Here’s a quick update on X-Plane 12 to give you an idea of where we are, what’s being worked on right now and what the next steps are. At the end of last year, we started sharing early, rough builds of X-Plane 12 with a private alpha group, mainly 3rd party developers and subject matter experts. Everyone in the alpha program has signed a non-disclosure agreement, so please do not ask them to share X-Plane 12 or technical details. (The alpha program is also ful, please don’t email us for access… sorry.)
Here’s a snapshot of some of the development tasks we’re working on right now.
|Recently Complete||In Progress||Up Next|
|Default Fleet Updates||Low Visibility||Rain Improvements|
|Rain/Snow on Runways||Water||Performance Tuning|
|Prop Physics Updates||Anti-Aliasing and FSR||Restore VR|
|3D HUD||Night Lighting||Recut Default DSFs|
|ATC Overhaul||Third Party APIs||Bug Fixes|
There’s a lot more that is already completed, too – this is just a window into our current work. Once we complete all of the open development tasks, there are still plenty of bugs to fix.
At some point during this bug fixing process, we will transition from the closed private alpha to an open “Early Access” beta program. Once we make this transition, anyone who wishes to participate in Early Access will be able to purchase a license of X-Plane 12 and use the new sim right away.
Here are some details on our recent development work.
Light Up the Night
X-Plane 12’s lighting engine is completely photometric and runs in true HDR at all times. This includes updates to how we do night lighting and artificial light sources. We are finishing up a very careful pass over a wide variety of light sources – urban lights, street lights, and most importantly light sources that affect pilots (e.g. approach lights, runway edge lights, PAPIs, etc.). The intensities of these lights are calibrated using spec sheets from the FAA.
The new lighting engine also requires us to take a new approach to low visibility flying conditions. Low visibility daytime conditions in X-Plane 12 are naturally darker than sunny days, but also still lighter than night time flying. Low visibility isn’t just about making X-Plane look nice – X-Plane is used as a training simulator, so we need to make sure that visibility is limited by just the right amount to train for instrument approaches.
To solve this problem, our art director Alex Unruh built…a monolith.
The monolith is a calibration target for tuning the simulator – based on a certain position on the runway and the right visibility settings, the monolith will be just barely visible. The monolith is surrounded by runway lights so we can make sure the approach and edge lights respond to fog appropriately as well.
Water, Water Everywhere!
X-Plane 12’s water is 3D. Not only does this make ocean waves more realistic, but this 3D water interacts with the flight model. Austin has worked closely with seaplane pilots during alpha testing to dial in seaplane behavior.
A new feature in a simulator can create new bugs that need to be fixed – this is why we invited our third party developers to try out the simulator early in the process. For example: When we made the water waves 3D, they started sticking up through orthophoto scenery. (In X-Plane 11, orthophotos just “paint over” the 2D water.) Last week we implemented water masking, so that orthophoto scenery can cut out the 3D water to avoid these bugs.
X-Plane has featured a deferred renderer for almost a decade; with X-Plane 12, deferred rendering is the exclusive mode our graphics engine runs in – this is important because it makes the new weather effects and lighting possible.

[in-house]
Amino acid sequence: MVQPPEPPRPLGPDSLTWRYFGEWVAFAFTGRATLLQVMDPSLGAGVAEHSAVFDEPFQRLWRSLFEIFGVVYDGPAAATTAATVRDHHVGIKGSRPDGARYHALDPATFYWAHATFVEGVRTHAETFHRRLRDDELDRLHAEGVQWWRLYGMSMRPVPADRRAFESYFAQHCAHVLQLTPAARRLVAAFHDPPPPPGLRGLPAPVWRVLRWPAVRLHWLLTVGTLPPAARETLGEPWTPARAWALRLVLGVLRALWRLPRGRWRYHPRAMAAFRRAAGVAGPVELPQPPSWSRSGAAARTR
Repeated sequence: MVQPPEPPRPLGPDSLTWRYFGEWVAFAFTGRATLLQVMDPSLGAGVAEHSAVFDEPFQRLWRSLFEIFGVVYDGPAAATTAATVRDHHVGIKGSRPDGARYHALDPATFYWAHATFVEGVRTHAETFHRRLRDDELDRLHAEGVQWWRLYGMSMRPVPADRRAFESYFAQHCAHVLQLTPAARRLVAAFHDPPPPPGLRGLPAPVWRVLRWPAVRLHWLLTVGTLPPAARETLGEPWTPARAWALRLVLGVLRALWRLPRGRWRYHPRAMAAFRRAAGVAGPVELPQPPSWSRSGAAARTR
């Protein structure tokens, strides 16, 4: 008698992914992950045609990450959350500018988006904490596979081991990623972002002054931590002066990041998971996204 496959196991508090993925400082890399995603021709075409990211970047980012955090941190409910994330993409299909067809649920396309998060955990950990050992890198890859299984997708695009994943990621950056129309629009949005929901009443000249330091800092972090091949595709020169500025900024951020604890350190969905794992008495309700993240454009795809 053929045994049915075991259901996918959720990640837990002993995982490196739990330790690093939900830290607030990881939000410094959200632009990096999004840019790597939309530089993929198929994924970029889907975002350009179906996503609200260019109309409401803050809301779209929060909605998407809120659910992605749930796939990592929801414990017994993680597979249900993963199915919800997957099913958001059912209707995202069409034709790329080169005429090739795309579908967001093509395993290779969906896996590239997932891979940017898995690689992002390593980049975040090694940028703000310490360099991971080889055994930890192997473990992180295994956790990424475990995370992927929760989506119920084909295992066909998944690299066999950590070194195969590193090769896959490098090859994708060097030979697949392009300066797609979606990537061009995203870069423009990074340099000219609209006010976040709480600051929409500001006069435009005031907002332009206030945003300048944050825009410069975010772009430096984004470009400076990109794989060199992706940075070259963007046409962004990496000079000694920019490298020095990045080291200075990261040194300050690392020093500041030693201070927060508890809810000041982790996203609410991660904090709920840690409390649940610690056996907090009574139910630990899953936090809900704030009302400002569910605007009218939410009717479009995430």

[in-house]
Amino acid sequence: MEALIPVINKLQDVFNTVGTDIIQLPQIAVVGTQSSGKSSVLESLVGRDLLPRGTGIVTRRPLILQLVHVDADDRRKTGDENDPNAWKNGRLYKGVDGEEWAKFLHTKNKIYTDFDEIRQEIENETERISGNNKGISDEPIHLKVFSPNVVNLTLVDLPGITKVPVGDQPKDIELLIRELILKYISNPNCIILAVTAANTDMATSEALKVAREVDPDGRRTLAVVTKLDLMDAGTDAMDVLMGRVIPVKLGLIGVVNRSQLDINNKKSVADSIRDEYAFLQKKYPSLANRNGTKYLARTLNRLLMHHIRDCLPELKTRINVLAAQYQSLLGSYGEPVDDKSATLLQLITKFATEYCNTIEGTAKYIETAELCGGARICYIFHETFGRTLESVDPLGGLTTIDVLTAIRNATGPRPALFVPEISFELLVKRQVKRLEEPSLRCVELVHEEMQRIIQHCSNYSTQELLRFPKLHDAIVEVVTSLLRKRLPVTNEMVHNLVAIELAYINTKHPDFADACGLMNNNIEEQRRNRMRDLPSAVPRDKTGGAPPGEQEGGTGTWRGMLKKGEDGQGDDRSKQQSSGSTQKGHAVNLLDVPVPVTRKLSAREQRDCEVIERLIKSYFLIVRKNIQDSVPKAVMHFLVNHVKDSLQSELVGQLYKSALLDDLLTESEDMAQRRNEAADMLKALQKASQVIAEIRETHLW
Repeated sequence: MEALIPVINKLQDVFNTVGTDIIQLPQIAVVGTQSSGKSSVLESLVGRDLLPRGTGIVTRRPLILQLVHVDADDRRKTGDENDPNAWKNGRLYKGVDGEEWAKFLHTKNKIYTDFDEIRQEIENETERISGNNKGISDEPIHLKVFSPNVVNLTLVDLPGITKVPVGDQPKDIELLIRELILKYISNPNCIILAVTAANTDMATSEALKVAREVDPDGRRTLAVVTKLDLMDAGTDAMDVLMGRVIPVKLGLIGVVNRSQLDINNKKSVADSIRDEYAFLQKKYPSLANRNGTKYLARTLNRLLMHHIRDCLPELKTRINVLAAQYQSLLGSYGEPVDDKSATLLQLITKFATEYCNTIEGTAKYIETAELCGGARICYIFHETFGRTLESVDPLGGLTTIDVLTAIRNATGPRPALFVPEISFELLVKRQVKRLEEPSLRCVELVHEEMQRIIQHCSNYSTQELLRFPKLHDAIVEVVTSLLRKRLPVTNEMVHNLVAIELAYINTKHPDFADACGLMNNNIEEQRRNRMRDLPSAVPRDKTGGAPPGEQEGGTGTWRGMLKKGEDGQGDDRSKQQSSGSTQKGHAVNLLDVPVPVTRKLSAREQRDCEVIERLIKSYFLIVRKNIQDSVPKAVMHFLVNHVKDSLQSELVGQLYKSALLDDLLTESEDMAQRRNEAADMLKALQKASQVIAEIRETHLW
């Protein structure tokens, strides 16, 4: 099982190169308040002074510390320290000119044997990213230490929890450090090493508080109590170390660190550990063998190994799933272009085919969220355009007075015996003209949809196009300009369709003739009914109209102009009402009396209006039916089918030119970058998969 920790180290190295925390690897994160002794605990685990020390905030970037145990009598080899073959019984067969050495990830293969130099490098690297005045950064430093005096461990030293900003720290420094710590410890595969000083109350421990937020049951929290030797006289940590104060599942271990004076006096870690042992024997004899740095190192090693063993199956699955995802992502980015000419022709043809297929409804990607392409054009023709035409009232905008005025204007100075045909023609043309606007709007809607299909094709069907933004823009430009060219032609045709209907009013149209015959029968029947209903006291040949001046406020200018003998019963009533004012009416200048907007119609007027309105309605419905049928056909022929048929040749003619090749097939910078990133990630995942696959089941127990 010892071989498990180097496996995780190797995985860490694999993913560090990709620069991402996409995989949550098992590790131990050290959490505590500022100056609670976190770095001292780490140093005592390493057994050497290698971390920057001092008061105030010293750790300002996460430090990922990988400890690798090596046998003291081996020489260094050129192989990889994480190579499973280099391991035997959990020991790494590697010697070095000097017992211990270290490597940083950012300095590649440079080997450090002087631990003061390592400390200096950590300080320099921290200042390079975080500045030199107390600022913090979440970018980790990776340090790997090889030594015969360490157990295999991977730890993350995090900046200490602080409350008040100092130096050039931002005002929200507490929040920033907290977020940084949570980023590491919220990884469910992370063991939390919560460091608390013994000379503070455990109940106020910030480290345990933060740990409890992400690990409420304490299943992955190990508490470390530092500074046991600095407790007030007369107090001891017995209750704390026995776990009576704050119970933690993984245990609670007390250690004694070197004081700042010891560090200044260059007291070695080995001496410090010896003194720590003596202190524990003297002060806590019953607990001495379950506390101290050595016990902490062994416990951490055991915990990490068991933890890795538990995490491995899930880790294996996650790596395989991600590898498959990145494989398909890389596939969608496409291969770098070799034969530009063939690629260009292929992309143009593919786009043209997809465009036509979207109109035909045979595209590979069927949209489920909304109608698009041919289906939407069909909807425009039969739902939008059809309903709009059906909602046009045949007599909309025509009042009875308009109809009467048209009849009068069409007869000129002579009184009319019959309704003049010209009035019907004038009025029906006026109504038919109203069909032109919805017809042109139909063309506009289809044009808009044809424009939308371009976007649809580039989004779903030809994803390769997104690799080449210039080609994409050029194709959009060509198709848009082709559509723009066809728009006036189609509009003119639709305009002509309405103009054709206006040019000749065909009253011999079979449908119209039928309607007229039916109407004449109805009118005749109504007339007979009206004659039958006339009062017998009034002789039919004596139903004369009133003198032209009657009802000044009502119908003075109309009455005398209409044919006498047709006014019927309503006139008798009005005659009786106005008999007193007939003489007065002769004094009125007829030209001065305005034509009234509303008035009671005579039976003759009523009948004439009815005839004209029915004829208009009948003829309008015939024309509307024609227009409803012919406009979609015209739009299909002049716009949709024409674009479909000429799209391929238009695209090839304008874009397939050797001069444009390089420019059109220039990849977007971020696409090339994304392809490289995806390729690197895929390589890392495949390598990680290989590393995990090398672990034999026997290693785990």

With X-Plane 12 we now support real multisample anti-aliasing (MSAA) with our deferred renderer. In some versions of X-Plane, MSAA wasn’t compatible with deferred rendering, and the AA options were FXAA and SSAA. This was frustrating to users because SSAA severely hurts framerate. If your GPU is maxed out, 4x SSAA will typically cut your framerate by …. 4x.
The new MSAA code path should be much more efficient. We are also implementing AMD’s FidelityFX Super Resolution (FSR). FSR lets us render the world faster and then scale the result up to 4K – it’s a great option for users who want to fly in 4K but keep their framerates up. You can read more about FSR here.
Supporting Third Parties
With the new major version we are making some changes to the plugin environment:
- The X-Plane SDK supports the new ARM M1 Macs.
- We are removing OpenAL from X-Plane. X-Plane itself hasn’t used OpenAL in years, and we are in no position to support it. Plugins that use OpenAL in X-Plane 12 will need to package OpenAL themselves.
- We are making the FMOD API available to plugins (in a few different ways) so that plugins that generate sound can interact with the full 3-d sound environment.
- In X-Plane 12 we run Chromium Embedded Framework (CEF) at startup. In X-Plane 11, the first plugin to run CEF would ‘own’ it; this new setup allows X-Plane and all plugins to share CEF and should make it easier for plugins that need to access web pages to do so.
- We are building our own test plugins and working with our third party developers to make sure these new pathways have been tested experimentally.
A major focus of the private alpha is to make sure that these changes will work with third party add-ons the way we expect, so we’ve prioritized getting the changes into the alphas early so our third party developers can try them.
The next phase after private alpha will be a completely unrestricted Early Access beta program – everyone will be able to run the X-Plane 12 beta (either as a demo or with the purchase of an X-Plane 12 license).
We have some feature work to wind down with some of these third party cases and new features, and once that is done, it’s going to be bug fix, performance tune, repeat, repeat, repeat to get to Early Access.